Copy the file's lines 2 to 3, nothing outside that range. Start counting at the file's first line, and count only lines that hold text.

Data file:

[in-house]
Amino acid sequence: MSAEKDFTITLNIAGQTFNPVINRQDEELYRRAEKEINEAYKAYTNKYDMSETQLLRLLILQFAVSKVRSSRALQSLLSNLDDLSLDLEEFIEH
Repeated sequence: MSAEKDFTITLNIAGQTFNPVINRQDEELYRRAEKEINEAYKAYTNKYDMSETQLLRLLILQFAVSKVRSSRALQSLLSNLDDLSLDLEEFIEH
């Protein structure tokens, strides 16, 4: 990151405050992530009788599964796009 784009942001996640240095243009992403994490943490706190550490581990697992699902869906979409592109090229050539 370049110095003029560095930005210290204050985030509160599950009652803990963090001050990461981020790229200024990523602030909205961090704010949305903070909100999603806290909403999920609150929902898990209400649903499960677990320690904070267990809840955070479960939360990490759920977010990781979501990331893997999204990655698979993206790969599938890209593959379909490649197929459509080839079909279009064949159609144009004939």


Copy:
Amino acid sequence: MSAEKDFTITLNIAGQTFNPVINRQDEELYRRAEKEINEAYKAYTNKYDMSETQLLRLLILQFAVSKVRSSRALQSLLSNLDDLSLDLEEFIEH
Repeated sequence: MSAEKDFTITLNIAGQTFNPVINRQDEELYRRAEKEINEAYKAYTNKYDMSETQLLRLLILQFAVSKVRSSRALQSLLSNLDDLSLDLEEFIEH